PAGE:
Ride On

The Tarform—a luxury all-electric motorcycle—makes a whole new case for form meets function

Housed in an unmarked space in the Brooklyn Navy Yard, the Tarform—a futuristic electric motorcycle—stands in stark contrast to its traditional, rough-and-tumble fellow two-wheelers. Its key, resembling a stone, brings a round screen display to life with a soft glow. Its brushed metal body and handsome leather seat harken back to an open-air Hughes H-1 Racer, though injected with a certain modernity. Its engine doesn’t rumble. Instead, it purrs as it runs on an entirely electric power supply. 

Each piece of this handsome, minimalist creation has been five years in the making, spearheaded by founder Taras Kravtchouk. A native of Stockholm, Sweden, Kravtchouk spent the first half of his career working for a digital design agency, a job where he ultimately felt unfulfilled. “When we were working with tech start-ups, the promise was always that we’re going to create a platform that’s going to change the world,” he recalls. “But at the end of the day, it was just another productivity app or social media app, and it felt like there wasn’t enough of a contribution to things that actually mattered, especially when it came to the state of the world’s environment and carbon emissions. So I felt that this was a mission I wanted to attack, and why not approach it from a mobility standpoint?” 

Coupled with his penchant for working on his own motorcycles, including a stripped-down 1982 Yamaha and a Triumph Scrambler, Tarform was born after a day spent getting his hands dirty. “Whenever I worked on my own bike, I just remember there was oil and gas everywhere, and I looked around and thought, ‘Look, I love working on this thing, but surely this has to be a dying technology.’”

The goal of Tarform isn’t just to tout its zero emissions but to reinvent how the motorcycle as we know it is built and assembled from the ground up, focusing on a noticeably minimalist approach. “Scandinavian design is known for its philosophy of reducing a form to its essential proportions,” he says. “So, it felt natural for me to follow similar principles when designing the Tarform. The idea was to capture the essence of a motorcycle and convey the elegant form of a two-wheeler in as few lines as possible.” With this comes a careful consideration of the origin and life cycle of each piece that makes up its design. “Yes, we build them to last, but what happens to them at the end of their life?” Kravtchouk adds.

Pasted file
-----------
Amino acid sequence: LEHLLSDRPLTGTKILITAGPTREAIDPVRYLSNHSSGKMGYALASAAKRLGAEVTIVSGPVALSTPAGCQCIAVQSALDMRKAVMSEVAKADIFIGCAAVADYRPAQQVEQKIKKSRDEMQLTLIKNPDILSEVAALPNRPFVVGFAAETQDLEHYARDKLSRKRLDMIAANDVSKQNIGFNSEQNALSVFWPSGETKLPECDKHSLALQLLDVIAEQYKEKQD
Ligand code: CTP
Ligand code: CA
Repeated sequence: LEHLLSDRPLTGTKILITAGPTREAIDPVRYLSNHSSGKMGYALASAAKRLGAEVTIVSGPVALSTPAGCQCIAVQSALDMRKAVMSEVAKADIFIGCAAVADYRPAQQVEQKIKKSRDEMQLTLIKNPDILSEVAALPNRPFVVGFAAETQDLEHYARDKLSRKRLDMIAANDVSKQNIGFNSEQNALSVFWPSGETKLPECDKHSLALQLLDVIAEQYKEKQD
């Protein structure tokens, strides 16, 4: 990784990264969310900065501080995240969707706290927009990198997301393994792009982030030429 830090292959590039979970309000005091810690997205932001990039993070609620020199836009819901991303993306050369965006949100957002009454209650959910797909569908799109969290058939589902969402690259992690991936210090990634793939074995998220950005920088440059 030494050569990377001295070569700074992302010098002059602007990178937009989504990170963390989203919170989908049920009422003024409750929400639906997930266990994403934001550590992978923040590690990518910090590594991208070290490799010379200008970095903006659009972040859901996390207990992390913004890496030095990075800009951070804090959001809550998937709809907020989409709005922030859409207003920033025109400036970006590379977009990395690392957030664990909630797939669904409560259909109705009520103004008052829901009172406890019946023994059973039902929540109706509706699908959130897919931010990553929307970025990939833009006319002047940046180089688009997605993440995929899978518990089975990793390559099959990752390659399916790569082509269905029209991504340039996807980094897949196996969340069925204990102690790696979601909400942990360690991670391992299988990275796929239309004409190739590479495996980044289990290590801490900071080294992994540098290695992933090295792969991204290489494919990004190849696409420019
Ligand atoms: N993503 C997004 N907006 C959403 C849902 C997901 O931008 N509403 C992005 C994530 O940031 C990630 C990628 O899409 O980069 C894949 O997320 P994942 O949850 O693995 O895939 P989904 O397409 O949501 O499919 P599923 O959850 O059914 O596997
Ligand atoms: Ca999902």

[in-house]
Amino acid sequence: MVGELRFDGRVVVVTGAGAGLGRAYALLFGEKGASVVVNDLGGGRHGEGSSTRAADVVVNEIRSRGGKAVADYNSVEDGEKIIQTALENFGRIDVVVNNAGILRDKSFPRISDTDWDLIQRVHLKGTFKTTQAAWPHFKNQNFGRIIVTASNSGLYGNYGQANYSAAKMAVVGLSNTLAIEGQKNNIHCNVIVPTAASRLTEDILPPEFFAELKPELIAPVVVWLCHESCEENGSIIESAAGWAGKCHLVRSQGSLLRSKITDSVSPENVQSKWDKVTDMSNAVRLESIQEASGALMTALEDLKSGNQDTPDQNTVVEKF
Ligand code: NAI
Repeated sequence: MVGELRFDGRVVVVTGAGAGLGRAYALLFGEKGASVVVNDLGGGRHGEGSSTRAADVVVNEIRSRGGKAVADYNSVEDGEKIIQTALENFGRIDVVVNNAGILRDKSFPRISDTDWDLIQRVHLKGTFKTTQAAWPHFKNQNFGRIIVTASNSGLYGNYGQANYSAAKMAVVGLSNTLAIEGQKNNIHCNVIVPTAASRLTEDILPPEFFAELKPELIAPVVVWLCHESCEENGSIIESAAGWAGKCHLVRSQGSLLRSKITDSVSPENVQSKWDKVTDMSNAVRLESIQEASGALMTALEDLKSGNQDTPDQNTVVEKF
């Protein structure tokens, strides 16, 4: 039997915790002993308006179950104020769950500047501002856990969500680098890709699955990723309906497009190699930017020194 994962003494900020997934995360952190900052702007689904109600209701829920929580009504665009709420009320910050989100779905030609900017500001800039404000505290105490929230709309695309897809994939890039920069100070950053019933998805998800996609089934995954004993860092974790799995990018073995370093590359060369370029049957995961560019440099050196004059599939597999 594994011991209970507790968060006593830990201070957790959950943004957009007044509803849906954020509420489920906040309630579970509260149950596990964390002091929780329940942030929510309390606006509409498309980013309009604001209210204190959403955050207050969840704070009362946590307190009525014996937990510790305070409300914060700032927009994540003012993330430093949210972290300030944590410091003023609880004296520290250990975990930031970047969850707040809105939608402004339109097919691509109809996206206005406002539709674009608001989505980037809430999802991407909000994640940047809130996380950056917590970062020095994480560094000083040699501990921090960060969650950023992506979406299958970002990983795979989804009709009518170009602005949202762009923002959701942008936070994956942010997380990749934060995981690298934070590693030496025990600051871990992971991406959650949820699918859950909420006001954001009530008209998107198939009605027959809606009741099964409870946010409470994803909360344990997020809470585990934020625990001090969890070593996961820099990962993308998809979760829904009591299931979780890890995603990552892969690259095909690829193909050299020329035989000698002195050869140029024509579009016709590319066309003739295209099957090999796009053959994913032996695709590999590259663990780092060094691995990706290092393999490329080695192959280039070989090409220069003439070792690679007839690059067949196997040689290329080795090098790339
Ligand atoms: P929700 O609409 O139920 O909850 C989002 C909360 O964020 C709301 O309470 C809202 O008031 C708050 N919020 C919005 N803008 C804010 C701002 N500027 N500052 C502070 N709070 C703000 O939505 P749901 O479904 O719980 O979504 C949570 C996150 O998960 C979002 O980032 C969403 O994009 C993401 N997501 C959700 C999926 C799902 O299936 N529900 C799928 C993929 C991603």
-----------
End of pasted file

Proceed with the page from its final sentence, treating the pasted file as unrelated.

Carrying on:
The largest pieces of the bike, its side panels, are crafted using a natural fiber weave made using flaxseed as opposed to a resin or plastic, making them fully biodegradable. The seat, usually cut in vinyl, is rendered from the fruit cellulose found in mango or pineapple and lined with natural tree sap and coconut fibers. Even the bike’s sound, a convincingly petrol-powered hum, is brought to life by amplifying the extracted frequencies emitted by the electric motor, much like an electric guitar. 

The motor itself is meant to evolve, too, rather than what Kravtchouk and his team refer to as “planned obsolescence,” in which a model of anything—a car, motorcycle, even a phone—becomes outdated in three to five years. In contrast, the Tarform battery can be removed and upgraded as improved chemistry enters the market.

Altogether, it’s a triumph in thoughtful construction, with the first set of wheels having hit the streets in mid-April. The first round of 54 arrived in the driveways of its earliest adoptees, with the hopes of sparking a curiosity among seasoned riders and newcomers beyond this tight-knit community. And Kravtchouk and his engineers don’t plan to stop there. “Our vision is not just to build motorbikes but to look at mobility as a whole,” he says. “We want to design beautiful, thoughtfully produced, zero-emission machines across multiple terrains, from land to sea to potentially air. Obviously it’s a big mission, and it’s going to take a while for us to get there.” But, he adds, “it doesn't matter if it’s five, 10, or 15 years—as long as the direction is right.” 

Zachary Weiss is a writer living in New York City. His work has appeared on the websites of Vogue, British GQ, Architectural Digest, and Travel + Leisure.
  • Images courtesy of Taras Kravtchouk